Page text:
This picture may be a little misleading, as the scallops appear larger in the tray on the railing than they actually are in “real life.” But the two small scallops equal at least as much as one of Disney’s larger Festival scallops, and this year, ours were prepared perfectly with a nice crispy sear giving way to a soft, fluffy, fork-tender interior. The vegetables were prepared well too, and added considerable heft to a pricy dish. The salty, meaty bacon contrasted really nicely with the earthy acidity of the vinaigrette, which is made by cooking unsalted butter until it’s brown and then pureeing it with what is likely mustard, shallots, and a sherry or cider vinegar. The vinaigrette also helps the bacon adhere more easily to the scallop, adding an even more satisfying crispiness. If you ever see a typo on the website, it’s because I’m making vinaigrette with my other hand. It’s a thoughtfully-constructed dish with a nice variety of complex flavors – almost like a miniature meal. It would be a great value if snack credits were in play, and is pretty fair compared to other booth items. I’d still take another scallop.
Beef Tenderloin Tips, Mushroom Bordelaise Sauce, Whipped Potatoes with Garden Vegetables – $6.75
You can barely even see the small amount of sauce in the bottom of the tray, which is too bad because the bland, overcooked, chewy beef sure could have used it. And with three small pieces making up about six bites, the portion doesn’t impress even if it was Food and Wine’s best Le Cellier Filet Mignon. Which this is not. The potatoes are fine – whipped up nicely with butter and enhanced by the onions. The carrots are fork tender, but retain a bit of their crunch despite rolling around in some butter. It’s a “safe” choice, but there are more unique dishes available.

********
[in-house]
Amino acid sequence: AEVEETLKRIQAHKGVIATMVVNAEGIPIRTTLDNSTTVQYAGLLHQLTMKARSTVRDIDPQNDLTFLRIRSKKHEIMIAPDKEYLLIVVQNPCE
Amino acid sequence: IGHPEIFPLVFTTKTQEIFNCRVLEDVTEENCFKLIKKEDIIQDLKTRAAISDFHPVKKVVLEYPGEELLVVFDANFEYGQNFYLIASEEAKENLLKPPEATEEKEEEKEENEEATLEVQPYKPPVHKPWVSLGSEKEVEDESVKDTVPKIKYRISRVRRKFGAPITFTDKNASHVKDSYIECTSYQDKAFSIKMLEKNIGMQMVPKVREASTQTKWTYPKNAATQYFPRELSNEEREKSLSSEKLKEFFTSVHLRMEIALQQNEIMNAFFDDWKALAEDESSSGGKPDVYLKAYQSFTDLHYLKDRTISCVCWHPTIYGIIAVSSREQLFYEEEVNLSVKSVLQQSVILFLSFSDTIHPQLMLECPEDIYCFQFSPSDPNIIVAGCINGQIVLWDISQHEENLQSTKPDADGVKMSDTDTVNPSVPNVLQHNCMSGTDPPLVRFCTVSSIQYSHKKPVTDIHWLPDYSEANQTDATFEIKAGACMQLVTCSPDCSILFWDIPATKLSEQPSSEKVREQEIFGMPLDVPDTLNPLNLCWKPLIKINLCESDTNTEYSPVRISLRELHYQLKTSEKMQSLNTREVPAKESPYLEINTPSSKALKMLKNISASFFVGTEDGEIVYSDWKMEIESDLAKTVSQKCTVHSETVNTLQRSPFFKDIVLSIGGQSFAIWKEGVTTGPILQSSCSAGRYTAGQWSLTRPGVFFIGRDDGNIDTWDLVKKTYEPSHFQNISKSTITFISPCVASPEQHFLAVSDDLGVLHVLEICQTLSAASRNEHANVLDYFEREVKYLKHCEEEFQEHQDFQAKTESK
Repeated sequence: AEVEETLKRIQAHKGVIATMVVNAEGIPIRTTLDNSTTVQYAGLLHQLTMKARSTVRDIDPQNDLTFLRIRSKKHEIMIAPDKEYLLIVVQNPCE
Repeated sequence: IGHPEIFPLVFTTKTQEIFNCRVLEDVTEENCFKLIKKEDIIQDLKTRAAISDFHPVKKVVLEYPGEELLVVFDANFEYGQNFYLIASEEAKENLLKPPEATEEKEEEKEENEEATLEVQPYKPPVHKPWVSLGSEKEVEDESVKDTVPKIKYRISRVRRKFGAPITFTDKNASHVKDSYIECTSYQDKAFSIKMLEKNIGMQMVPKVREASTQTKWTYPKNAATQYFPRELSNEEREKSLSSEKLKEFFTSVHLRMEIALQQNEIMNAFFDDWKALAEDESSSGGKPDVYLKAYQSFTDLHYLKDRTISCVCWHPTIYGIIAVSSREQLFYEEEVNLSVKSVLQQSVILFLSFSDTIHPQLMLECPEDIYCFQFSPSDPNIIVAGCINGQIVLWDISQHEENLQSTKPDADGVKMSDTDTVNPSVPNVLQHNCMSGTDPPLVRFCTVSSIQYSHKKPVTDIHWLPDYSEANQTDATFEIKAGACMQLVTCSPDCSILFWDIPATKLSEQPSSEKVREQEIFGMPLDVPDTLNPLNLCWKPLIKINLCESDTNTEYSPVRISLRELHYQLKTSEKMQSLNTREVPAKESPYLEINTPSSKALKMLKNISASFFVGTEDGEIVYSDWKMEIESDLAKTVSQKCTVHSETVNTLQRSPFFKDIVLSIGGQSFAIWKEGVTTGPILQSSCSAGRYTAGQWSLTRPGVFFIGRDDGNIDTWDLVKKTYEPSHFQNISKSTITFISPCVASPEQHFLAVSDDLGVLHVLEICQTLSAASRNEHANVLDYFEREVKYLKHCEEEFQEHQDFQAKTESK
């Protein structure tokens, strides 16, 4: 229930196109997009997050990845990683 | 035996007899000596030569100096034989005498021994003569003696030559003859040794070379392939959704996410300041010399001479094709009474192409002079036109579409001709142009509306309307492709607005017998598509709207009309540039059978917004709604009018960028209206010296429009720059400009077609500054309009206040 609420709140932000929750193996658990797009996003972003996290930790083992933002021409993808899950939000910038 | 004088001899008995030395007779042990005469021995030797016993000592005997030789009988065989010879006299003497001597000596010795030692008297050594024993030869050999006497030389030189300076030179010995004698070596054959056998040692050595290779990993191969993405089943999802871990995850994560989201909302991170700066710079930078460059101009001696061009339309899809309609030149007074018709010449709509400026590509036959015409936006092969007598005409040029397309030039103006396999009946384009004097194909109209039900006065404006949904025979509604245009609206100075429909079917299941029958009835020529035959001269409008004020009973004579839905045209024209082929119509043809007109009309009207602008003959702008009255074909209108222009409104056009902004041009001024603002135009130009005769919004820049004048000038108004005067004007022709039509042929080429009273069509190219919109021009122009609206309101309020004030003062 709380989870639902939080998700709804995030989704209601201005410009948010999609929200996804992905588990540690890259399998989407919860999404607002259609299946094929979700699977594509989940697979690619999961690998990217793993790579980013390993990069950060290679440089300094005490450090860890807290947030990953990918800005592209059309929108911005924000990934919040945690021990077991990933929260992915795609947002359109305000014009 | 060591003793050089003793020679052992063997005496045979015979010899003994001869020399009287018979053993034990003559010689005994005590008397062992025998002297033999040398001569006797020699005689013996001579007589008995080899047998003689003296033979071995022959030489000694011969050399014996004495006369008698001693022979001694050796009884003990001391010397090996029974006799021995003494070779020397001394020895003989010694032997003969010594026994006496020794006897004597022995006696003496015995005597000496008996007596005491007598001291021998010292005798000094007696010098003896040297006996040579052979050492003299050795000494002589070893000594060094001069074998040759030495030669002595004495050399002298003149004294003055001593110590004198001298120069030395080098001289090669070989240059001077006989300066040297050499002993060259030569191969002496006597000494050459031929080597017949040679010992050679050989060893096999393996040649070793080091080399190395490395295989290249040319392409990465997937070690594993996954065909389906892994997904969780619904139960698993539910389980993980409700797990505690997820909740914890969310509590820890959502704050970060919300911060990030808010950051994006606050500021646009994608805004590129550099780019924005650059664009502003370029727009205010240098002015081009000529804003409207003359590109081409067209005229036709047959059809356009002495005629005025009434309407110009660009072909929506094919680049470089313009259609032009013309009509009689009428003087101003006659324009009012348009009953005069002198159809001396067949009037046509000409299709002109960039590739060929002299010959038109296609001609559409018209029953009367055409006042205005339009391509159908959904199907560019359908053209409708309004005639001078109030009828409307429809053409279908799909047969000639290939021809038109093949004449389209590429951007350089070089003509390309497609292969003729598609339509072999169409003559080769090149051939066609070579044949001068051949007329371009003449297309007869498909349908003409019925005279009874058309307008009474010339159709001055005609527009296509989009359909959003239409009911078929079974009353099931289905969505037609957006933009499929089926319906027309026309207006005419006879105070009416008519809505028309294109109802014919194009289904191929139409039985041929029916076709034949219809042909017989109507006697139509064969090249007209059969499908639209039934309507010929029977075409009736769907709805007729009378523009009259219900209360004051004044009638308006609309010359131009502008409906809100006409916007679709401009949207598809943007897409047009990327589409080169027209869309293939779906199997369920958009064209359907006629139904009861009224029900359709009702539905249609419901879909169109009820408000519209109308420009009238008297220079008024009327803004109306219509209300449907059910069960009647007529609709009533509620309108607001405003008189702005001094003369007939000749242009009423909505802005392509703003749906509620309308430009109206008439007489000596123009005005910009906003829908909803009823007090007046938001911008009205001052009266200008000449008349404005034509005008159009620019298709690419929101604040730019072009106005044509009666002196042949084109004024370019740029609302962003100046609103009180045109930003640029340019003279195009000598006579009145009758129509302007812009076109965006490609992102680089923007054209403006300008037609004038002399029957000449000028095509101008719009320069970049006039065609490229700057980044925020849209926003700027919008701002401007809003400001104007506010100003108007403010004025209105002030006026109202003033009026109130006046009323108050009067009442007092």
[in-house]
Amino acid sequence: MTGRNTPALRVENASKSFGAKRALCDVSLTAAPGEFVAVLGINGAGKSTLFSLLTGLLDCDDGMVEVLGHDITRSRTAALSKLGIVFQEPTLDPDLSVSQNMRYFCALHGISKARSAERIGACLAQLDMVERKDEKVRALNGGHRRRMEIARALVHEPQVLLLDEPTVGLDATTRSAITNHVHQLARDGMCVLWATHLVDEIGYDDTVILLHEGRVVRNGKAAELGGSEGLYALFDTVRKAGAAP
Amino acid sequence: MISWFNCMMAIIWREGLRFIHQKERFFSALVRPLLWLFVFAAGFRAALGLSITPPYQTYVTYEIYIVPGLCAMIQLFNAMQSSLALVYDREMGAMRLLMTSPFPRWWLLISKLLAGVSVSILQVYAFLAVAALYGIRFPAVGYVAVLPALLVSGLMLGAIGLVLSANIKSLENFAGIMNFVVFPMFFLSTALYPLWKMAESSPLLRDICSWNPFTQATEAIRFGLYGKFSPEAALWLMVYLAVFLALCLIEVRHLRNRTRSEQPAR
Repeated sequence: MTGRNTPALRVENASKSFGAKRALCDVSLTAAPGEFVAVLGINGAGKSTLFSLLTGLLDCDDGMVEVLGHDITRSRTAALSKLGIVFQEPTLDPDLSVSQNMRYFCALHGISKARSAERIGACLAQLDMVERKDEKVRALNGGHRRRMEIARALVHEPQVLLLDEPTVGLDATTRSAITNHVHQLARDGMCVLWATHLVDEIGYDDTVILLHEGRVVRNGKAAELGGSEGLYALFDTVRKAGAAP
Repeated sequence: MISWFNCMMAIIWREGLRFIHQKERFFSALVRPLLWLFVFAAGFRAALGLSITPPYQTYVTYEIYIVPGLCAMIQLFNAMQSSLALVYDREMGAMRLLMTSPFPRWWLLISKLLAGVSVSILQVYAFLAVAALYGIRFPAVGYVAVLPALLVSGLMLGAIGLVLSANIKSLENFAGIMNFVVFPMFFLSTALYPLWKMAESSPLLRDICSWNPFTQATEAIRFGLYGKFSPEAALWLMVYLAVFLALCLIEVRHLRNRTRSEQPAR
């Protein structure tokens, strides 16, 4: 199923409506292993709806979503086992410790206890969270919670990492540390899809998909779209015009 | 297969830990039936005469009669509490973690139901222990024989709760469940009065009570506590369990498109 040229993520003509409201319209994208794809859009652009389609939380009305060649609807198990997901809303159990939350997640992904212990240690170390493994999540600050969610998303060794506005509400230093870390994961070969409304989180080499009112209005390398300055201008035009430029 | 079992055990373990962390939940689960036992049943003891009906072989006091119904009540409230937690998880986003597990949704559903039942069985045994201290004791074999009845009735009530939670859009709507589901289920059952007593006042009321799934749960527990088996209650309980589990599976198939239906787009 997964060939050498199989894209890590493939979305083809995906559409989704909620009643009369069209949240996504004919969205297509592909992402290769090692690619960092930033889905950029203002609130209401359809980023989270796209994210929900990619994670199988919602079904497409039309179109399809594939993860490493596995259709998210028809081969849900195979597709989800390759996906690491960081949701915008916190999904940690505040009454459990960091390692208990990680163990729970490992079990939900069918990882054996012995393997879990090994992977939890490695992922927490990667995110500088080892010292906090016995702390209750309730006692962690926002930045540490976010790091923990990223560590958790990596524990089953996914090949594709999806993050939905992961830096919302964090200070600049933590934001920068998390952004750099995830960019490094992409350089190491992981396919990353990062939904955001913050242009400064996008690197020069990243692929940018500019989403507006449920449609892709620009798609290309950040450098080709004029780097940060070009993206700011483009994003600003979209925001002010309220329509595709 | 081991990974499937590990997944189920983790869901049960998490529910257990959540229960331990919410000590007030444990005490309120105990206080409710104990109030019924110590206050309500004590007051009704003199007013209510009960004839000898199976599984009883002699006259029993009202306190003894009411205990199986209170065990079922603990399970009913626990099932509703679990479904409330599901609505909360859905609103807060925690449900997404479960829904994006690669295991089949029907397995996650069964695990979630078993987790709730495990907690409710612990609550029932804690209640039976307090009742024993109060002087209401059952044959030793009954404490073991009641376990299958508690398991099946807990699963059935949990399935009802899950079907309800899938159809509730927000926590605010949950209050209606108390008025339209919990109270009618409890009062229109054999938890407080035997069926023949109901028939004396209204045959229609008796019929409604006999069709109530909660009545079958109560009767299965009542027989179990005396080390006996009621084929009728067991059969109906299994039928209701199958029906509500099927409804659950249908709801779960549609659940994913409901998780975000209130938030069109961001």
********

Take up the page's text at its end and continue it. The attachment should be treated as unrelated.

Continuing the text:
Griddled Maple Pound Cake with Warm Peach Compote and Sweet Corn Gelato featuring Burton’s Maple Syrup — $4.75
This was a little out there – I thought the pound cake itself was overcooked with a strange, tough exterior layer and an interior that’s denser than you’d expect. At least that’s how people describe me when they pass over “blossoming.” The maple flavor of the cake also tasted like everything else on the plate, with the maple popcorn, cinnamon and sugar in the compote, maple syrup on top, and all of the sugar in the gelato. I think the Sweet Corn Gelato would have worked if everything else was a little less sweet and a little less heavy, but this didn’t do much for anybody. It’s an interesting item though, and they may improve upon it over the coming days. At least in this instance, it’s a mercifully small portion, but I would try it again for under five bucks. The Mascarpone Cheesecake from The Honey Bee-stro still calls out to me, this time in Québécois, but these reviews wouldn’t be great if I just reviewed my favorite slice of cake over and over and over. Then again, content is content, and the website could use some. As it stands:
Maple Popcorn Shake – $4.75 or with 357 Tap Maple Whisky – $13